When run with control samples of each homozygous SNP genotype, HRM allows for the calling of homozygous or heterozygous sample SNP status by comparison of curve shapes. (Heterozygous samples in particular tend to lead to two amplicons with the SNP base differing between them. These amplicons generate some cross-hybridized products with a resulting single-base mispairing in their middle, and generally melt slightly before either of the homozygous products). For labs wishing to do HRM methods now, specialized real-time PCR machines (or modifications to existing machines), along with turnkey software packages or add-in modules intended for this purpose, are available.
Like the probe-based methods described above, HRM does not explicitly confirm the identity of the SNP nucleotide; other mutations either at the SNP or elsewhere along the amplicon can lead to a distinguishably different melt curve than the controls. However, unlike in probe-based methods, HRM may often provide a hint that variants are not as expected, through minor differences in curve shape. It can thus serve to flag unusual specimens in need of more in-depth analysis, as well as providing calls on known SNP loci.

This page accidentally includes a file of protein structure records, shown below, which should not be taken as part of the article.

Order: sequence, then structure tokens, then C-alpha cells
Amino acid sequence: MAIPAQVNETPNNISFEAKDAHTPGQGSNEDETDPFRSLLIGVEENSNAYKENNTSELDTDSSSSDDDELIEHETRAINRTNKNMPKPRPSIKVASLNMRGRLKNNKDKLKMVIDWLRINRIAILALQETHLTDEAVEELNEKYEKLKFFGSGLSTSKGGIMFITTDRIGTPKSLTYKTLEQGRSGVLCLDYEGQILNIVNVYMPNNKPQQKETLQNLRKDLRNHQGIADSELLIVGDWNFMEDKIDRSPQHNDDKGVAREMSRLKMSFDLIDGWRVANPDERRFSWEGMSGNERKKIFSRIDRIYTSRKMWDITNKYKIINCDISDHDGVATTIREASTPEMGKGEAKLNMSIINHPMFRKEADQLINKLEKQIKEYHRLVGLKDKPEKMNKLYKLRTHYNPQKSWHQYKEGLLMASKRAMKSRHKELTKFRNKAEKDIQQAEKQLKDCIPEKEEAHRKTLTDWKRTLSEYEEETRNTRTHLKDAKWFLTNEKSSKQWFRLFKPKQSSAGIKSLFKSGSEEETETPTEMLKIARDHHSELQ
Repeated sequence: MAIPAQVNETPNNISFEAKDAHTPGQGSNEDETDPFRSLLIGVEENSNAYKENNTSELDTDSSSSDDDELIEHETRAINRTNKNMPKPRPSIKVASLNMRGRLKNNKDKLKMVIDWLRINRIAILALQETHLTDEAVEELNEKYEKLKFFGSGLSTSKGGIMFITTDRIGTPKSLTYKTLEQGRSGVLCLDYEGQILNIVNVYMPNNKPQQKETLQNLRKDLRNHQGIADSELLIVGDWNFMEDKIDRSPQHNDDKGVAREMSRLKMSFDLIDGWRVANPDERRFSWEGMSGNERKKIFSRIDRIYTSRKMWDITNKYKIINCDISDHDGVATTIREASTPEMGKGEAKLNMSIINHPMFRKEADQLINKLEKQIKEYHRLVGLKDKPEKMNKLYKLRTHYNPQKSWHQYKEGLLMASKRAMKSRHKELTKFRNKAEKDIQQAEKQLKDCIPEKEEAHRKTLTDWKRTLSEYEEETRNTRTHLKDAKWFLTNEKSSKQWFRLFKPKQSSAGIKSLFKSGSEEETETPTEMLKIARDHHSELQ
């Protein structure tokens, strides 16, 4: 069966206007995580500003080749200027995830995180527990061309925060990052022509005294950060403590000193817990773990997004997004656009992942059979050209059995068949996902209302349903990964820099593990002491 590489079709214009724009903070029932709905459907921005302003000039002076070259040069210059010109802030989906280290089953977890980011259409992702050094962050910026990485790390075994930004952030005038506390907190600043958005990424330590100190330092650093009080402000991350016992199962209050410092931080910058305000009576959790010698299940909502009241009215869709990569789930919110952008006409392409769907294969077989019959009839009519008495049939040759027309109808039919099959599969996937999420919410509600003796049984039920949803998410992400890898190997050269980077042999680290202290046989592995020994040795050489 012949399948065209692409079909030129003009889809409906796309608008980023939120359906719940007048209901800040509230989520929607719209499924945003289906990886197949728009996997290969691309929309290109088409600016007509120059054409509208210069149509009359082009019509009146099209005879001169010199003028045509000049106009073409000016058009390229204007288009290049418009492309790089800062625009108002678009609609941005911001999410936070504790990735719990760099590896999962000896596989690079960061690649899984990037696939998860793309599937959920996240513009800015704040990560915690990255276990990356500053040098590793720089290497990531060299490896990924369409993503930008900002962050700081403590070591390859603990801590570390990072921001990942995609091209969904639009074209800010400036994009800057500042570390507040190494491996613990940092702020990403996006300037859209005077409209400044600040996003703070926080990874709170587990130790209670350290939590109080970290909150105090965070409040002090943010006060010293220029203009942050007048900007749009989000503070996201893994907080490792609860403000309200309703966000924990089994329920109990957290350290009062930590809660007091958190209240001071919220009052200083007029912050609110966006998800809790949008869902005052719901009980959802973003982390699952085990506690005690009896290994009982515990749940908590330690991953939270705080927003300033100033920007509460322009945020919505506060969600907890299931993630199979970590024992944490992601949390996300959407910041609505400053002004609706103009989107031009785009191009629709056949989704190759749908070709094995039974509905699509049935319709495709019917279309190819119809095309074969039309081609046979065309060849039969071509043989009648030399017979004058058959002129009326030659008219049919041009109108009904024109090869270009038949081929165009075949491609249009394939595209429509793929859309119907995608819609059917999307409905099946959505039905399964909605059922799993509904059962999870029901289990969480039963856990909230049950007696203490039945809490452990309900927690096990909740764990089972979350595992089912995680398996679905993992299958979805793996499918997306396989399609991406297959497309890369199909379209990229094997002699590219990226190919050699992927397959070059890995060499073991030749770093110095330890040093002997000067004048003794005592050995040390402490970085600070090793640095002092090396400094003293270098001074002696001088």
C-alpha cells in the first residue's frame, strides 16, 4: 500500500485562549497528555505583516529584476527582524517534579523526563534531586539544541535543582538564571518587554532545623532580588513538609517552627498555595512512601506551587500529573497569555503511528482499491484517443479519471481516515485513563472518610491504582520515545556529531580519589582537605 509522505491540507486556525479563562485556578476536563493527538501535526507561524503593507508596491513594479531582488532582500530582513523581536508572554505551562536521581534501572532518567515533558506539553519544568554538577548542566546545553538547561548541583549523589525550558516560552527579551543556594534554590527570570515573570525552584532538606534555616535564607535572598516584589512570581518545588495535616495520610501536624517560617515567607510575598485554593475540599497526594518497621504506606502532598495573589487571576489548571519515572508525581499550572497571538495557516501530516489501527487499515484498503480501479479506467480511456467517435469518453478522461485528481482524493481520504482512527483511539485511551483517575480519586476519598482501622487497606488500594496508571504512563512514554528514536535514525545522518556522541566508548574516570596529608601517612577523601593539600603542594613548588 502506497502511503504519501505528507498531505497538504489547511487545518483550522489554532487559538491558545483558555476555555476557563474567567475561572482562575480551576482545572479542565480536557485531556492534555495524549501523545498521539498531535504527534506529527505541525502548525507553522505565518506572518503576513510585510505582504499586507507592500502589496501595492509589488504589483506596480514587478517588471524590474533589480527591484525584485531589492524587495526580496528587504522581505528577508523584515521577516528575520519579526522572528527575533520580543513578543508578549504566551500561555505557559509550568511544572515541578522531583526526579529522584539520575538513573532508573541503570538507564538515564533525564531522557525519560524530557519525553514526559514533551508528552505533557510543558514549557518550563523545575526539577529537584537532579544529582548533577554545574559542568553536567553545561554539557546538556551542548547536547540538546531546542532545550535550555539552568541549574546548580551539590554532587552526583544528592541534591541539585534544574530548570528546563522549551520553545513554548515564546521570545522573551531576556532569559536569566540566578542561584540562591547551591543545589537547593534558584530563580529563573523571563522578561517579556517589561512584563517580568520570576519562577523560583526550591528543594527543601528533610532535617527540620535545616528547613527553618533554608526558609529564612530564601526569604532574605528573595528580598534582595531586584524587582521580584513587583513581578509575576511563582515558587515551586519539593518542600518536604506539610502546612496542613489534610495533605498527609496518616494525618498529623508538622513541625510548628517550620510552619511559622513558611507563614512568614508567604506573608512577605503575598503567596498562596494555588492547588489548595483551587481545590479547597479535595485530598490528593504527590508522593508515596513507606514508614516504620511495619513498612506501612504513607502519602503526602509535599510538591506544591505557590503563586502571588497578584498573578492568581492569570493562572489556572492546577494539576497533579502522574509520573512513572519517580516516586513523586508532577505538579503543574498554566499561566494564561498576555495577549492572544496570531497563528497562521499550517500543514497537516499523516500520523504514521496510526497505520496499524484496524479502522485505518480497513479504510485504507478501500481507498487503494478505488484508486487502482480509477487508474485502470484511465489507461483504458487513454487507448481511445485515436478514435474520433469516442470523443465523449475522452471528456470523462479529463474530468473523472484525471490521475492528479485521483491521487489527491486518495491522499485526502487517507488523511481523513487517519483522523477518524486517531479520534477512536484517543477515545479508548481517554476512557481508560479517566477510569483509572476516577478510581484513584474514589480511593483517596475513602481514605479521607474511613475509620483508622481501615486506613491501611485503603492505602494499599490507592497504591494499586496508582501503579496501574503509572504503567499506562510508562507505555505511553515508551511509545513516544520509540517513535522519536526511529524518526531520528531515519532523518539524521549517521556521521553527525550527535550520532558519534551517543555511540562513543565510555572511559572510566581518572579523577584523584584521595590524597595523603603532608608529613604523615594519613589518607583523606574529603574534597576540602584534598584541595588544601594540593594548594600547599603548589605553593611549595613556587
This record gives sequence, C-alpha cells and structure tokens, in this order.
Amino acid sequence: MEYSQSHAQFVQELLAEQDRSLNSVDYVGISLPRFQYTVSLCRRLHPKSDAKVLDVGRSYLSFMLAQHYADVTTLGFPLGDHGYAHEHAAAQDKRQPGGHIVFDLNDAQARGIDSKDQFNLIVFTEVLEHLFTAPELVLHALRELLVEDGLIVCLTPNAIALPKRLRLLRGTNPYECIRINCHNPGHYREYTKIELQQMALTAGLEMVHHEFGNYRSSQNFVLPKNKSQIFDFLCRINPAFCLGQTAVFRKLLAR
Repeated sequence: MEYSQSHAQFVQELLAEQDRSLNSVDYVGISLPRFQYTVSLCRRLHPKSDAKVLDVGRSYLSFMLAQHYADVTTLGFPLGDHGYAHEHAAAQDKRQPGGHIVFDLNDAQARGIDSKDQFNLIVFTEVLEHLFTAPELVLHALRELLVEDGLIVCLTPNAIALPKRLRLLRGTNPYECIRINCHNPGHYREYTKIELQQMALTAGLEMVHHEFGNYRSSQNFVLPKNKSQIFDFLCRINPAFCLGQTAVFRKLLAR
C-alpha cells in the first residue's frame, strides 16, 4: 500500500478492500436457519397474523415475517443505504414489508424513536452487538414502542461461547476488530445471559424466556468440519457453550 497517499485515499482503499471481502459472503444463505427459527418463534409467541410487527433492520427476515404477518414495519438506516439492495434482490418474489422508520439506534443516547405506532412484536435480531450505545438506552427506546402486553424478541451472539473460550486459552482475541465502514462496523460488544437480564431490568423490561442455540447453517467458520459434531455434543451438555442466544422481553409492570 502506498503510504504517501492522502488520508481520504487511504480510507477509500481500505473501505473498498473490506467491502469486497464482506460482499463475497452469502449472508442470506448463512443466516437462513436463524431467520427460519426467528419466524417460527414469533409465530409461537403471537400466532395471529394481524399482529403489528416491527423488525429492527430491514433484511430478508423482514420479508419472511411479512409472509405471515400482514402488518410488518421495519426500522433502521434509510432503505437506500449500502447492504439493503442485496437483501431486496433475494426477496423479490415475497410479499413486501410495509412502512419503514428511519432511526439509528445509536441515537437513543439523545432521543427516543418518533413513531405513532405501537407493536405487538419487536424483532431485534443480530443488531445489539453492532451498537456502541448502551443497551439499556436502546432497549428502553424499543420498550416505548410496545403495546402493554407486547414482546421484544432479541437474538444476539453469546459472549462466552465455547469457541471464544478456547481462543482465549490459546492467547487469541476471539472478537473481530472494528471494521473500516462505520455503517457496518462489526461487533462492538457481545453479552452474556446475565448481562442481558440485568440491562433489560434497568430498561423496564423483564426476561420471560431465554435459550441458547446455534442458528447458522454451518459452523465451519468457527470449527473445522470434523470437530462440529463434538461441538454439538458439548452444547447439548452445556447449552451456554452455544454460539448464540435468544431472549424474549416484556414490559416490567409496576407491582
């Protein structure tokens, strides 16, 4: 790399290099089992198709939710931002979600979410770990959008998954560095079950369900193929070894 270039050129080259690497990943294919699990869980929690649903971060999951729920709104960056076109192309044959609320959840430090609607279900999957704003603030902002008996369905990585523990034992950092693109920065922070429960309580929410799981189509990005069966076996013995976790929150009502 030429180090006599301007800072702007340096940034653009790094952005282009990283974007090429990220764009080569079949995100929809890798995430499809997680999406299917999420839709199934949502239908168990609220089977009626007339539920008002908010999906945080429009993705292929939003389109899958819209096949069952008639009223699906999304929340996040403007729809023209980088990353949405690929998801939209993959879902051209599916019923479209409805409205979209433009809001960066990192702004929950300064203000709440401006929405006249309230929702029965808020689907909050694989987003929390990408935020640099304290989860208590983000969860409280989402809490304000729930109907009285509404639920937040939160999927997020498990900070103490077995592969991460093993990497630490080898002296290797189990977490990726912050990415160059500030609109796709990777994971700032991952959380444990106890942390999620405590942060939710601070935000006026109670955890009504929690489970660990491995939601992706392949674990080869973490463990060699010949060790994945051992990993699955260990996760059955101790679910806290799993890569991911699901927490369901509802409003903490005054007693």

The idea of more in-depth analysis leads to the obvious question of when individual SNP calling will be replaced by next-generation sequencing (NGS) methods. At present, when only one or a few SNPs in a sample are of interest, both NGS and directed region-specific sequencing methods are much slower and more costly than a simple PCR reaction of one of the forms described here. As larger numbers of SNPs are of interest, SNP arrays are also an option. As NGS methods continue to come down in price and time to result, and gain more bioinformatics support, they will begin to supplant these simpler methods. For the near future, however, and for labs already having a real-time PCR instrument, simple methods will remain of utility and will be encountered by the molecular laboratorian.